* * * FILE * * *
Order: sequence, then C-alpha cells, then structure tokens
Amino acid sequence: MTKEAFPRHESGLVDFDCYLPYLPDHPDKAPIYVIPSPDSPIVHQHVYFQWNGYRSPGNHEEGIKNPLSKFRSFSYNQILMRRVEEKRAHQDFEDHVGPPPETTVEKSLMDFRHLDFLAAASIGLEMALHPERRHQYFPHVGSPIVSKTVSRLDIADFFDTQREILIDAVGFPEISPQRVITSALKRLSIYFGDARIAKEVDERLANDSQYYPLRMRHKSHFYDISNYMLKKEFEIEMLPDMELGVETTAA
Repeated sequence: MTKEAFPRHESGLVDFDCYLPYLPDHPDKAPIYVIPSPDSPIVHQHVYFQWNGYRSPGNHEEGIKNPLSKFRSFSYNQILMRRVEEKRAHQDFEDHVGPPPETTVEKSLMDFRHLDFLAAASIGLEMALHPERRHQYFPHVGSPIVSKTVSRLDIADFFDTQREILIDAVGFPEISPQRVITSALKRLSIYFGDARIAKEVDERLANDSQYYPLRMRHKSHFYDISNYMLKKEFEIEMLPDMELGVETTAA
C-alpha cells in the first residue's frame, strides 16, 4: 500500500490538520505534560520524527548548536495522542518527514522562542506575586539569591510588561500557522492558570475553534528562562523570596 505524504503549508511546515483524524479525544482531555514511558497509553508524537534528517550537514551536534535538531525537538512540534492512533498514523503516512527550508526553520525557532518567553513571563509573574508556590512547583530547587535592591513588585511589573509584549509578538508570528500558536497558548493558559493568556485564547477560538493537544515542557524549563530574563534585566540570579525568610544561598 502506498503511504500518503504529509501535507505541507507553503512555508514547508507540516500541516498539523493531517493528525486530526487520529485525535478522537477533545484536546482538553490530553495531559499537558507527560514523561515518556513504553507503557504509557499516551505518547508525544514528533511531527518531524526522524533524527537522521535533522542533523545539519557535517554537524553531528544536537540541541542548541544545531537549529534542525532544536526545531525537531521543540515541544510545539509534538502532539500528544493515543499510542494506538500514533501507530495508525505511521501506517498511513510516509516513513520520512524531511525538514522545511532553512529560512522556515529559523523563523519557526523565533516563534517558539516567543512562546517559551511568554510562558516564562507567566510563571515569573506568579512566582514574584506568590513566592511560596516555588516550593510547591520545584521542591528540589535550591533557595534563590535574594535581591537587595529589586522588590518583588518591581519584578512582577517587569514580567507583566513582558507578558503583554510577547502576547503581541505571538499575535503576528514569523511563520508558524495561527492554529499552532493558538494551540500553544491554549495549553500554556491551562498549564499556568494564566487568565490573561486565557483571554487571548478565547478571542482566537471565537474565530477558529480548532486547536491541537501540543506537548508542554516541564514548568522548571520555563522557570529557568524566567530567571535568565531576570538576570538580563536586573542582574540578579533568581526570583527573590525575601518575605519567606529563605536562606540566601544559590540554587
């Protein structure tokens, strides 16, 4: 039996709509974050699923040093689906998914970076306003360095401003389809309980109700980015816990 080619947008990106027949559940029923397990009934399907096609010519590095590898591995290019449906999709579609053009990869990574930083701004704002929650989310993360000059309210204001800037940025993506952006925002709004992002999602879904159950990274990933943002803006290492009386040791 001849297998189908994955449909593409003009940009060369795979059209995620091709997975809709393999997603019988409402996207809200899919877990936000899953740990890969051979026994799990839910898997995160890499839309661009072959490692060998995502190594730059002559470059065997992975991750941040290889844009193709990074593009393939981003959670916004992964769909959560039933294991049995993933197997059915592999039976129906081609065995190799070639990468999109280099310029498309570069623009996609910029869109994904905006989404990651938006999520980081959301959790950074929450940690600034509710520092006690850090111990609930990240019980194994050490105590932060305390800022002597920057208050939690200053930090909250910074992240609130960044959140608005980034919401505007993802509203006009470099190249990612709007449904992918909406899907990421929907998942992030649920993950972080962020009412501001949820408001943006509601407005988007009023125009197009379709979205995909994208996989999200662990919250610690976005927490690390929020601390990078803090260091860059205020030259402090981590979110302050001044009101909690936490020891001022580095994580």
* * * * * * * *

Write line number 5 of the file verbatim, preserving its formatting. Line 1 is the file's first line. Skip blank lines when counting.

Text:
């Protein structure tokens, strides 16, 4: 039996709509974050699923040093689906998914970076306003360095401003389809309980109700980015816990 080619947008990106027949559940029923397990009934399907096609010519590095590898591995290019449906999709579609053009990869990574930083701004704002929650989310993360000059309210204001800037940025993506952006925002709004992002999602879904159950990274990933943002803006290492009386040791 001849297998189908994955449909593409003009940009060369795979059209995620091709997975809709393999997603019988409402996207809200899919877990936000899953740990890969051979026994799990839910898997995160890499839309661009072959490692060998995502190594730059002559470059065997992975991750941040290889844009193709990074593009393939981003959670916004992964769909959560039933294991049995993933197997059915592999039976129906081609065995190799070639990468999109280099310029498309570069623009996609910029869109994904905006989404990651938006999520980081959301959790950074929450940690600034509710520092006690850090111990609930990240019980194994050490105590932060305390800022002597920057208050939690200053930090909250910074992240609130960044959140608005980034919401505007993802509203006009470099190249990612709007449904992918909406899907990421929907998942992030649920993950972080962020009412501001949820408001943006509601407005988007009023125009197009379709979205995909994208996989999200662990919250610690976005927490690390929020601390990078803090260091860059205020030259402090981590979110302050001044009101909690936490020891001022580095994580």